header logo

Helping organizations develop compelling solutions to thrive in ever-evolving digital landscapes.


    This site is protected by reCaptcha and the Google Privacy Policy and Terms of Service apply.

    Submit your application below!

      This site is protected by reCaptcha and the Google Privacy Policy and Terms of Service apply.

      What the Tokyo Olympics Taught Us About Running a Business and Remote Events

      Blog Background Image
      August 20, 2021

      The inspiration we all received from watching the recently concluded Olympic Games in Tokyo should last a lifetime.

      Under the most unusual circumstances — first the 2020 Games were postponed a year, and then the athletes were forced to perform in front of empty stadiums, all due to the ongoing Covid-19 pandemic — the competitors produced some of the most astonishing and iconic moments in sports history.

      Not to mention, the Olympic organizers deserved a lot of credit for pulling off such a major undertaking in the midst of a worldwide health crisis, with athletes from all over the world descending on one capital city.

      Although you shouldn’t be expected to take inspiration from this summer’s Olympics and start your career as a gymnast or swimmer, you and your small business can apply some lessons that were learned from the Tokyo games.

      Commitment and determination

      If you own or run a business, the ramifications of the pandemic are still being felt. Some of the best athletes in the world know your pain. Many rely financially on training for four years and then going for the gold. Imagine having that schedule put off by a year. But most were undeterred. They battled through, they found ways to stay afloat financially and eventually they hit their goals amongst their rivals in Tokyo.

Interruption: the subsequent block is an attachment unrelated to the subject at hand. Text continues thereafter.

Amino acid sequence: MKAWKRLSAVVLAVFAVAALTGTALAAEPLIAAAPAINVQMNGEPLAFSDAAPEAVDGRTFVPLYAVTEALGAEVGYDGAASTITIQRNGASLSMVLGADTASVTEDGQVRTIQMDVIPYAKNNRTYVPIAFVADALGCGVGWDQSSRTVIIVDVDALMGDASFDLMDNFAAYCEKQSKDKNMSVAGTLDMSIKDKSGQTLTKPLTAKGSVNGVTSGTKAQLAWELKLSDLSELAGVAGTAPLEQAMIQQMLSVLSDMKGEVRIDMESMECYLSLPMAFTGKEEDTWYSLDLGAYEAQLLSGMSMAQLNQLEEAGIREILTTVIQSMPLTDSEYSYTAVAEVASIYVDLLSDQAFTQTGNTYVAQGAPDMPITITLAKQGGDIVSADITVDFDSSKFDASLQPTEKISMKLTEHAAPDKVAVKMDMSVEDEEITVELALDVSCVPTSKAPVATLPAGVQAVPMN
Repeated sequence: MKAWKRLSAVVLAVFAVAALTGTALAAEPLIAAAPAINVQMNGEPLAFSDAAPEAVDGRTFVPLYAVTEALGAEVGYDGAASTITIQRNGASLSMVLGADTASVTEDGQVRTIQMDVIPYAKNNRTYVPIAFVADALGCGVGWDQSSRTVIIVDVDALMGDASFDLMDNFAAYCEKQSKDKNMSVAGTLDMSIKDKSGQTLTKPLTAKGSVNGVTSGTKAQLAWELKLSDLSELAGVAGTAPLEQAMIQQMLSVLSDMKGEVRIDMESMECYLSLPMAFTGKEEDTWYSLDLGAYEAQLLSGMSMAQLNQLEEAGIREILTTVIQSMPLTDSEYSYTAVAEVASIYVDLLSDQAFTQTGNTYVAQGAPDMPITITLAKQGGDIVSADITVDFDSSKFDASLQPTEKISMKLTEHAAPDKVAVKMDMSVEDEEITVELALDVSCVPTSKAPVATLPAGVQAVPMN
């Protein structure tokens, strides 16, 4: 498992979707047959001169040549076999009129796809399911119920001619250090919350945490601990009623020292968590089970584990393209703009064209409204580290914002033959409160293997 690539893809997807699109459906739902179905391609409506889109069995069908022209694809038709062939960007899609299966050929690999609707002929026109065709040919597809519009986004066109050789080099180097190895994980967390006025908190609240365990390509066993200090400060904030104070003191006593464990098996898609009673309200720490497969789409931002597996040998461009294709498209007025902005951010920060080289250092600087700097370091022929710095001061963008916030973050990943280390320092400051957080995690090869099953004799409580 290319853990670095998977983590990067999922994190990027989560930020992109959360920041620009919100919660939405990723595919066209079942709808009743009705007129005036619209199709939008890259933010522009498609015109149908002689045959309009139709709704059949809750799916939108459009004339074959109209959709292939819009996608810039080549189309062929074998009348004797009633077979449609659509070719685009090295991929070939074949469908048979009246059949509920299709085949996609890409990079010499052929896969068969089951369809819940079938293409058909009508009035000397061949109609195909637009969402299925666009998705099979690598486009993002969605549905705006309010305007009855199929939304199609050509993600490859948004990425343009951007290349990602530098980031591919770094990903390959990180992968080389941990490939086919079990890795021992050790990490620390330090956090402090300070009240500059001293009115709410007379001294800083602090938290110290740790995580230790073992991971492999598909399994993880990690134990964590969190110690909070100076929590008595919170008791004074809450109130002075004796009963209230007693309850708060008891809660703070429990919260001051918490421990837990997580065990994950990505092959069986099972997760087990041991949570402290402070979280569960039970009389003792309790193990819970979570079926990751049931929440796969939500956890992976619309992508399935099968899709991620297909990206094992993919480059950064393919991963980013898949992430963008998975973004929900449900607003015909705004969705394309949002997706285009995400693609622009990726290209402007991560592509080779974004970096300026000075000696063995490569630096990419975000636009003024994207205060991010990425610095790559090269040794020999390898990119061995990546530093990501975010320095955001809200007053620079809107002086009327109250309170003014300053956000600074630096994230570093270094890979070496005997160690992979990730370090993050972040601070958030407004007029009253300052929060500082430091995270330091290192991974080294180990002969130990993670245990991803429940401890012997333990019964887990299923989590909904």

Like the athletes that compete for both the joy of competition and the ecstasy of victory, you went into business because you enjoy problem solving and building your own brand, and you want to win. Much like the athlete that started out as a youth learning their sport and perfecting their craft, you’ve come this far because you’re determined to have a successful business. So regardless of the obstacles the pandemic has placed in front of you, you’re going to continue to plow ahead, innovate and do what it takes to make your business the best it can be.

      Digital innovation

      While the athletes were on site attempting to achieve their goals, sports fans were shut out from supporting them in person. But the athletes weren’t lacking for rooters and fans didn’t miss a second of the action. As much as possible, the in-person experience was recreated by the digital innovations of the organizers and television networks. That’s a lesson to learn as your business continues to hold virtual meetings and events.

      Screens that allowed the athletes to interact with their families and friends back home made the celebrations during a pandemic-impacted games a little less bittersweet.

      Athletes were also able to stay connected to the outside world through social networks, some 20 of which were officially partnered with the Olympic Games. Those social networks were also vital to content consumption for the millions of sports fans around the world.

      In Mexico alone, as specified in the Tokyo 2020 Olympic Report prepared by Mitofsky, more than a third of spectators suggested the first way they’d find out about a Mexican athlete’s results was through a social network.

      So you and your company might be frustrated by having to continue remote events and conferences while the pandemic continues on. But much like the Olympic rooting experience, personal interactions in remote events are becoming more and more similar to in-person ones.

      And best of all, remote events allow for more ways to share and keep special moments for posterity. Whether it’s a tweet or another social media post, you’ll have a way to relive that great conference experience you enjoyed, much like the medal-winning athletes returning from Japan.

      Jason Bruce
      Jason is a digital marketing professional with more than 10 years of experience in social media and online campaign management. He provides leadership in strategy, project management, and client services for Creative2.